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Vol. 12 - Issue 7

September 6, 2023


The Role Of Self-Defense On The Duty To Defend A Claim


Without getting into the blow-by-blow details, a fight broke out in the parking lot of a bar in Billings, Montana between Matthew Frank and Louis Delgado.  Frank, a police officer, had been in the bar drinking.  He allegedly exited the bar and did a “flying knee” into the driver’s side door of Delgado’s vehicle.  The situation dramatically escalated from there. 

[I have never heard of a “flying knee.”  But Google took care of that. 

Here's a You Tube video of UFC flying knee highlights.] 
Delgado sued Frank for injuries sustained.  In his answer, Frank asserted self-defense.     

Allstate, Frank’s insurer under a homeowner’s and personal umbrella policy denied coverage.  The opinion notes that Allstate defended Frank under a reservation of rights.  Allstate filed an action seeking a determination that it had no duty to defend or indemnify Frank.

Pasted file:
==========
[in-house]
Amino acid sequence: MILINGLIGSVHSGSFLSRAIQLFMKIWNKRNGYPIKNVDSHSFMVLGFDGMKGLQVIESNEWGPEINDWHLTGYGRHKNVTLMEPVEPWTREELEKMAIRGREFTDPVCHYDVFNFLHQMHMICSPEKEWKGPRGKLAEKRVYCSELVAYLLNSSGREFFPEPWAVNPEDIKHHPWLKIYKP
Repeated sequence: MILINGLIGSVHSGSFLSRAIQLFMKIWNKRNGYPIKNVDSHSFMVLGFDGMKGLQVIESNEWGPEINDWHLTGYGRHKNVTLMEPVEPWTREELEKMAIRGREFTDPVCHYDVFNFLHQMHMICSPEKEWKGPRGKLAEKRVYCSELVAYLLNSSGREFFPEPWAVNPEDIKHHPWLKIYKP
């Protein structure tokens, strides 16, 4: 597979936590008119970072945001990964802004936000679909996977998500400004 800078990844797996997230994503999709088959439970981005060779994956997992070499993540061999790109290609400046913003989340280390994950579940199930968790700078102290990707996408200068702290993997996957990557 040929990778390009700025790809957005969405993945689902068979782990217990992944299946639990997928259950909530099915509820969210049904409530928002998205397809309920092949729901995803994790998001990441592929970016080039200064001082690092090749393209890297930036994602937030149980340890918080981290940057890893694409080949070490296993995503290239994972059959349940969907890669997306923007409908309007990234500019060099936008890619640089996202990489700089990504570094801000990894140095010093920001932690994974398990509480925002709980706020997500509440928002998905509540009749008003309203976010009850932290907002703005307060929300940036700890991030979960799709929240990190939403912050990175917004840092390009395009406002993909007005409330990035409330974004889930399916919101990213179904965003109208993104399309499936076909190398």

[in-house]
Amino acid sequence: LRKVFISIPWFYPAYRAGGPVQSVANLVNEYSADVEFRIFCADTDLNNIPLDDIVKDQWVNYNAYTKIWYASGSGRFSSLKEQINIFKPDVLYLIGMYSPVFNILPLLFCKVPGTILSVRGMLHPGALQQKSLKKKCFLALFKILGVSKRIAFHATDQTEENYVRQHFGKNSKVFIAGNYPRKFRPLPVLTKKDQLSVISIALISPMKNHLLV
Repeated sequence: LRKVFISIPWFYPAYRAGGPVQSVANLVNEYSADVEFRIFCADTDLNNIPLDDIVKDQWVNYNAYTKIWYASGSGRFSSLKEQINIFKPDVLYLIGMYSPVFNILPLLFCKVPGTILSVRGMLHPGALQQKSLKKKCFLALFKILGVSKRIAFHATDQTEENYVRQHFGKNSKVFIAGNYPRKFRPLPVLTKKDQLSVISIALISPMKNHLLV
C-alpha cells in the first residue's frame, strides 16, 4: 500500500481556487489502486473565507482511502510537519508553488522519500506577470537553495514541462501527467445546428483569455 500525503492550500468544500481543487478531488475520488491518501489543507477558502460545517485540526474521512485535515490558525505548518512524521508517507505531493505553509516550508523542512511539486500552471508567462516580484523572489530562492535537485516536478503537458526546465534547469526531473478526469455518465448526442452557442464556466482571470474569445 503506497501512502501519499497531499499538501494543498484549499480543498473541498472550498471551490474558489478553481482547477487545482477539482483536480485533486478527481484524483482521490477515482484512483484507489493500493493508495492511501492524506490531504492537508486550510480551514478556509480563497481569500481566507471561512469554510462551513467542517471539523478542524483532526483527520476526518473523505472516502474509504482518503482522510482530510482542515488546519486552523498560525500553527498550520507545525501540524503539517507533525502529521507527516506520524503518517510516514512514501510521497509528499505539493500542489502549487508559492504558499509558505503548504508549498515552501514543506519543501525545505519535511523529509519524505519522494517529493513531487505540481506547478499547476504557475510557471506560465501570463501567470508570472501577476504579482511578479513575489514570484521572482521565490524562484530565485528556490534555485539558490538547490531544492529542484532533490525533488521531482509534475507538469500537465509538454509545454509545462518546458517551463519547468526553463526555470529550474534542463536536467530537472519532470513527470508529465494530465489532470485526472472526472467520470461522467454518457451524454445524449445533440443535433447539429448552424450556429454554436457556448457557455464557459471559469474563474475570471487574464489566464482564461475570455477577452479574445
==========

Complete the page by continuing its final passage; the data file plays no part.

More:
As Allstate saw it, as the underlying complaint alleged solely intentional conduct, there was no “occurrence,” so no coverage was owed.  Frank disagreed, maintaining that the duty to defend determination was not based solely on the allegations in the complaint.  Frank argued that the duty to defend determination must include other facts known to Allstate, including that Frank raised self-defense in his answer.

Following a lengthy legal analysis, the court in Allstate Vehicle v. Frank, No. 22-70 (D. Mont. Aug. 17, 2023) concluded that a defense was owed to Frank as he had asserted a colorable claim of self-defense.  Thus, the conduct alleged in Delgado’s action may have qualified as an “occurrence.” 

While I kept this summary brief, it makes the point of the role that an insurer’s claim of self-defense can have in a dispute over coverage for assault and battery.




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